UK local elections: Labour woe looks ominous for bigger fight
Raw vote share suggests Theresa May’s snap election gamble will pay off handsomely
Liberal Democrat candidate for Chelmsford West Jude Deakin celebrates with colleagues after retaining her seat in the Essex County Council local elections in Chelmsford, Essex. Photograph: Nick Ansell/PA Wire
By the time Britain woke up on Friday morning, only a fraction of its local election results had been counted but the outcome for each of the political parties was already clear. It was a triumphant election for the Conservatives, pointing to a landslide victory for Theresa May in next month’s general election.
Labour took a battering, despite some high-profile victories in English mayoral contests and smaller than expected losses in Wales. The Liberal Democrats saw their share of the vote recover to about 18 per cent, but failed to make the breakthrough they hoped for in terms of seats.
For Ukip, it was an unqualified disaster, which could herald the end of the anti-EU party, which now has no MPs and a handful of councillors and will have no MEPs after Brexit.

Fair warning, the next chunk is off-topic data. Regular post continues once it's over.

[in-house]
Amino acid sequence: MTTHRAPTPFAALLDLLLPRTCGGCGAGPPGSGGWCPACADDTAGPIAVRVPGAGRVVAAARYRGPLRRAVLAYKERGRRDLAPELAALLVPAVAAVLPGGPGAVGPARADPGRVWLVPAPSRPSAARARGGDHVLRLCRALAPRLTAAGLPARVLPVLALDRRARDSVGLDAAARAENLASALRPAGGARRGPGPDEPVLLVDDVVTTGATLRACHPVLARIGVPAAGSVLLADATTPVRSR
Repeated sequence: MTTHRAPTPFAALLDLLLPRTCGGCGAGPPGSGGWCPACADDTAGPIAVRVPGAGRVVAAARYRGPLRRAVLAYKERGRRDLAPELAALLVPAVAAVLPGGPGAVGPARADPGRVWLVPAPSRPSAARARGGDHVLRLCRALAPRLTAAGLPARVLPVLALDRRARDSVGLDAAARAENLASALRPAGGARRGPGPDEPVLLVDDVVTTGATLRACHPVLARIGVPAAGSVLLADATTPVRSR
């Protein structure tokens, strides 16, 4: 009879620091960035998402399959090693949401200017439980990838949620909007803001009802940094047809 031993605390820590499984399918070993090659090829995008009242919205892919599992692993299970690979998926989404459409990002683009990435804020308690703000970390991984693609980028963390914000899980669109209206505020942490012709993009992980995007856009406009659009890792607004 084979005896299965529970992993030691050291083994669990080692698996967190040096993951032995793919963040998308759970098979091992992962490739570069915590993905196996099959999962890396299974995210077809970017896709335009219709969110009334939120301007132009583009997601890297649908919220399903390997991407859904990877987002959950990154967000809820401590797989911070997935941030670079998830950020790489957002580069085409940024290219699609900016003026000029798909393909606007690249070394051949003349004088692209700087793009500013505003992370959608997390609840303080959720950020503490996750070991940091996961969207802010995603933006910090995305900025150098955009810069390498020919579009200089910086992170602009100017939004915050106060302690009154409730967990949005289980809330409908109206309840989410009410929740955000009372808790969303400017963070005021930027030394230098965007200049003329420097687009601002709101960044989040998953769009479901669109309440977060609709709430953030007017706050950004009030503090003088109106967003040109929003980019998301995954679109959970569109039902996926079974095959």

Defence secretary Michael Fallon, the Conservatives’ most accomplished media performer, toured the broadcast studios early on Friday morning. But instead of taking a lap of honour, he played down the party’s success, warning that there was no guarantee that the local election results would translate into Westminster seats next month.
Fallon’s faux gloom reflects the Conservatives’ biggest fear ahead of the general election – that their victory will be such a foregone conclusion that supporters will not bother to vote. In fact, the local election results may be even more auspicious for the party than the raw vote share suggests and May’s gamble on a snap election looks set to pay off handsomely.
London did not vote in this set of local elections, so the results tell us little about how voters in the constituencies most heavily opposed to Brexit will behave in the general election. However, the Liberal Democrats’s disappointing performance in some other parts of England will cheer Conservatives and alarm Labour.
The collapse of Ukip, combined with a weaker than expected performance by the Liberal Democrats, will make many Labour seats highly vulnerable to Conservative challengers. And Labour’s loss of Glasgow is not only a major psychological blow to the party, but a sign that its recovery in Scotland has a long way to go.
If Labour can find any comfort, it is in Wales, where the party retained control of Cardiff and other cities and lost seats to Independents rather than the Conservatives. But on the basis of these results, a Labour victory next month looks more improbable than ever, while May is poised to sweep back to power with a massive majority.